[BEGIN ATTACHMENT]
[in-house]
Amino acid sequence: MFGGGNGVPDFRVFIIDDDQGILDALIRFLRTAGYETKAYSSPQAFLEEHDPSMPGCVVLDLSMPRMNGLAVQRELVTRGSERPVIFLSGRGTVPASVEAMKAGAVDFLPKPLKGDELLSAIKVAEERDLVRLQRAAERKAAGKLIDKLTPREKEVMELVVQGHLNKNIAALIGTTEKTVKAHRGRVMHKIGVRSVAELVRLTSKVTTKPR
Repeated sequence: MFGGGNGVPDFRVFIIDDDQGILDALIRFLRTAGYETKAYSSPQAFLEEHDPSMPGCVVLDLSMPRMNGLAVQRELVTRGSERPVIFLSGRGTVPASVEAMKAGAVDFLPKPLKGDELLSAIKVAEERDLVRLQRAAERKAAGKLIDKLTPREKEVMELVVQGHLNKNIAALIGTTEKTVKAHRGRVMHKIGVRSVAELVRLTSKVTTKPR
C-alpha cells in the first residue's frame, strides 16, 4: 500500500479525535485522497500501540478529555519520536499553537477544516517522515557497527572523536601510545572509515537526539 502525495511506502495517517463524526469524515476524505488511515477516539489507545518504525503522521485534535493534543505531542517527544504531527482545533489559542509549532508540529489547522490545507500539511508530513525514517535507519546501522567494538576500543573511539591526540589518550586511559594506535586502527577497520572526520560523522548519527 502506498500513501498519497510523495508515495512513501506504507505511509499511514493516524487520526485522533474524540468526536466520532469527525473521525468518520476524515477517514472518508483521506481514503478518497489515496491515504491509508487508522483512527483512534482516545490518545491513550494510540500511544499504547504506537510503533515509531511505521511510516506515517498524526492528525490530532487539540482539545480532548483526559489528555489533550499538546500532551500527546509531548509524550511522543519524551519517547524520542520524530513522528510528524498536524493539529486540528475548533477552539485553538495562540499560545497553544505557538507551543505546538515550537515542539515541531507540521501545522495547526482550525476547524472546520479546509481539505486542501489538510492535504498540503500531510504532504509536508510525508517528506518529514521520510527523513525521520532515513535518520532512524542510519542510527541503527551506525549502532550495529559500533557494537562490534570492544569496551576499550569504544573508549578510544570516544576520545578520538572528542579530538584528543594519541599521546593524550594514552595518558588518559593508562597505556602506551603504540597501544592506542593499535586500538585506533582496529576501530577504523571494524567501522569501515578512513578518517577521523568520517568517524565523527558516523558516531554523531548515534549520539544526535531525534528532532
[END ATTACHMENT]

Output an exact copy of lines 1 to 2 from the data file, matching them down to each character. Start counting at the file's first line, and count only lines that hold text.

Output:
[in-house]
Amino acid sequence: MFGGGNGVPDFRVFIIDDDQGILDALIRFLRTAGYETKAYSSPQAFLEEHDPSMPGCVVLDLSMPRMNGLAVQRELVTRGSERPVIFLSGRGTVPASVEAMKAGAVDFLPKPLKGDELLSAIKVAEERDLVRLQRAAERKAAGKLIDKLTPREKEVMELVVQGHLNKNIAALIGTTEKTVKAHRGRVMHKIGVRSVAELVRLTSKVTTKPR